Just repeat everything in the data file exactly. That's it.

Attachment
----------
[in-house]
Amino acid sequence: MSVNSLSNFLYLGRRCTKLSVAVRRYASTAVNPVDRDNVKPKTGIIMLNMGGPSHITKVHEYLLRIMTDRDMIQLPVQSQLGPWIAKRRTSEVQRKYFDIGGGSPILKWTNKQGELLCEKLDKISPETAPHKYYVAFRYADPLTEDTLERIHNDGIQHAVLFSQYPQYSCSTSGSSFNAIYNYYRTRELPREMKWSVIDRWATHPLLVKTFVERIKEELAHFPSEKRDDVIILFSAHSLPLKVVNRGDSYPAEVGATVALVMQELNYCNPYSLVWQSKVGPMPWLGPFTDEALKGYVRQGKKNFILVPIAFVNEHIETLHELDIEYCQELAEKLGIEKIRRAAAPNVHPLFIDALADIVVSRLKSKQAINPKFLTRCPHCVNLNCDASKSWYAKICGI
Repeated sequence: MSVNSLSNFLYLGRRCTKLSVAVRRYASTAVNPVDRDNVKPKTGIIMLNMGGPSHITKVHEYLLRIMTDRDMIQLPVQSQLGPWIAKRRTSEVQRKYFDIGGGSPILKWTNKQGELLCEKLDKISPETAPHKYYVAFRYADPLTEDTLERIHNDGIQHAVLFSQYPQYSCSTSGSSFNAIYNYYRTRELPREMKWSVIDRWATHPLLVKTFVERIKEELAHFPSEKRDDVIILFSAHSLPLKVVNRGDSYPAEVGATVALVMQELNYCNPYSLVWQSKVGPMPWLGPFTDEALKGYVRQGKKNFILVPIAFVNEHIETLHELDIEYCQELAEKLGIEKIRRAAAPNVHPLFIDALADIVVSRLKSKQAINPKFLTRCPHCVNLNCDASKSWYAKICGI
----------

[in-house]
Amino acid sequence: MSVNSLSNFLYLGRRCTKLSVAVRRYASTAVNPVDRDNVKPKTGIIMLNMGGPSHITKVHEYLLRIMTDRDMIQLPVQSQLGPWIAKRRTSEVQRKYFDIGGGSPILKWTNKQGELLCEKLDKISPETAPHKYYVAFRYADPLTEDTLERIHNDGIQHAVLFSQYPQYSCSTSGSSFNAIYNYYRTRELPREMKWSVIDRWATHPLLVKTFVERIKEELAHFPSEKRDDVIILFSAHSLPLKVVNRGDSYPAEVGATVALVMQELNYCNPYSLVWQSKVGPMPWLGPFTDEALKGYVRQGKKNFILVPIAFVNEHIETLHELDIEYCQELAEKLGIEKIRRAAAPNVHPLFIDALADIVVSRLKSKQAINPKFLTRCPHCVNLNCDASKSWYAKICGI
Repeated sequence: MSVNSLSNFLYLGRRCTKLSVAVRRYASTAVNPVDRDNVKPKTGIIMLNMGGPSHITKVHEYLLRIMTDRDMIQLPVQSQLGPWIAKRRTSEVQRKYFDIGGGSPILKWTNKQGELLCEKLDKISPETAPHKYYVAFRYADPLTEDTLERIHNDGIQHAVLFSQYPQYSCSTSGSSFNAIYNYYRTRELPREMKWSVIDRWATHPLLVKTFVERIKEELAHFPSEKRDDVIILFSAHSLPLKVVNRGDSYPAEVGATVALVMQELNYCNPYSLVWQSKVGPMPWLGPFTDEALKGYVRQGKKNFILVPIAFVNEHIETLHELDIEYCQELAEKLGIEKIRRAAAPNVHPLFIDALADIVVSRLKSKQAINPKFLTRCPHCVNLNCDASKSWYAKICGI